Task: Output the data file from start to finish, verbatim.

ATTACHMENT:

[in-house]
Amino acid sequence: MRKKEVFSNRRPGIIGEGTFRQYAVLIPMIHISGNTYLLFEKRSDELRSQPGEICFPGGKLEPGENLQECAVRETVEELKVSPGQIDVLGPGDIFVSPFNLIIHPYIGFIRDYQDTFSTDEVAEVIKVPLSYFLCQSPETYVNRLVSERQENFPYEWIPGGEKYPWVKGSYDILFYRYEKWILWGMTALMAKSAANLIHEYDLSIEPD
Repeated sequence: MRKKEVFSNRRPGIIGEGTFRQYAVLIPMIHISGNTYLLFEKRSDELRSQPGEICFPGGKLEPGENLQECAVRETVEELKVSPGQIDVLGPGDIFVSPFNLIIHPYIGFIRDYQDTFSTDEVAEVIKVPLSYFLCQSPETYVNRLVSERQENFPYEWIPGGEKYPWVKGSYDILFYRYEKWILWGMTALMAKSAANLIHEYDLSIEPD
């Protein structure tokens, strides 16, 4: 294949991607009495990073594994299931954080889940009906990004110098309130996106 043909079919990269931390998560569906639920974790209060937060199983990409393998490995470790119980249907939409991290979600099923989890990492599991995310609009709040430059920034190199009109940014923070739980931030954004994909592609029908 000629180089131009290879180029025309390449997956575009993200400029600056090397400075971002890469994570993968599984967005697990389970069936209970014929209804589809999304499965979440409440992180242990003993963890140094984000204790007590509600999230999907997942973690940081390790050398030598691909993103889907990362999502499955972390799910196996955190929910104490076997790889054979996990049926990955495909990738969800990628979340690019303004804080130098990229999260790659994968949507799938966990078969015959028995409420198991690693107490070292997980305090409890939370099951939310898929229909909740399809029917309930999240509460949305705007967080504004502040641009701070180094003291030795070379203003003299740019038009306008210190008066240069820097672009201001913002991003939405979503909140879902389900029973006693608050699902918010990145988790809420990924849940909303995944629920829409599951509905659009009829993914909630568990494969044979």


[in-house]
Amino acid sequence: MRKKEVFSNRRPGIIGEGTFRQYAVLIPMIHISGNTYLLFEKRSDELRSQPGEICFPGGKLEPGENLQECAVRETVEELKVSPGQIDVLGPGDIFVSPFNLIIHPYIGFIRDYQDTFSTDEVAEVIKVPLSYFLCQSPETYVNRLVSERQENFPYEWIPGGEKYPWVKGSYDILFYRYEKWILWGMTALMAKSAANLIHEYDLSIEPD
Repeated sequence: MRKKEVFSNRRPGIIGEGTFRQYAVLIPMIHISGNTYLLFEKRSDELRSQPGEICFPGGKLEPGENLQECAVRETVEELKVSPGQIDVLGPGDIFVSPFNLIIHPYIGFIRDYQDTFSTDEVAEVIKVPLSYFLCQSPETYVNRLVSERQENFPYEWIPGGEKYPWVKGSYDILFYRYEKWILWGMTALMAKSAANLIHEYDLSIEPD
């Protein structure tokens, strides 16, 4: 294949991607009495990073594994299931954080889940009906990004110098309130996106 043909079919990269931390998560569906639920974790209060937060199983990409393998490995470790119980249907939409991290979600099923989890990492599991995310609009709040430059920034190199009109940014923070739980931030954004994909592609029908 000629180089131009290879180029025309390449997956575009993200400029600056090397400075971002890469994570993968599984967005697990389970069936209970014929209804589809999304499965979440409440992180242990003993963890140094984000204790007590509600999230999907997942973690940081390790050398030598691909993103889907990362999502499955972390799910196996955190929910104490076997790889054979996990049926990955495909990738969800990628979340690019303004804080130098990229999260790659994968949507799938966990078969015959028995409420198991690693107490070292997980305090409890939370099951939310898929229909909740399809029917309930999240509460949305705007967080504004502040641009701070180094003291030795070379203003003299740019038009306008210190008066240069820097672009201001913002991003939405979503909140879902389900029973006693608050699902918010990145988790809420990924849940909303995944629920829409599951509905659009009829993914909630568990494969044979």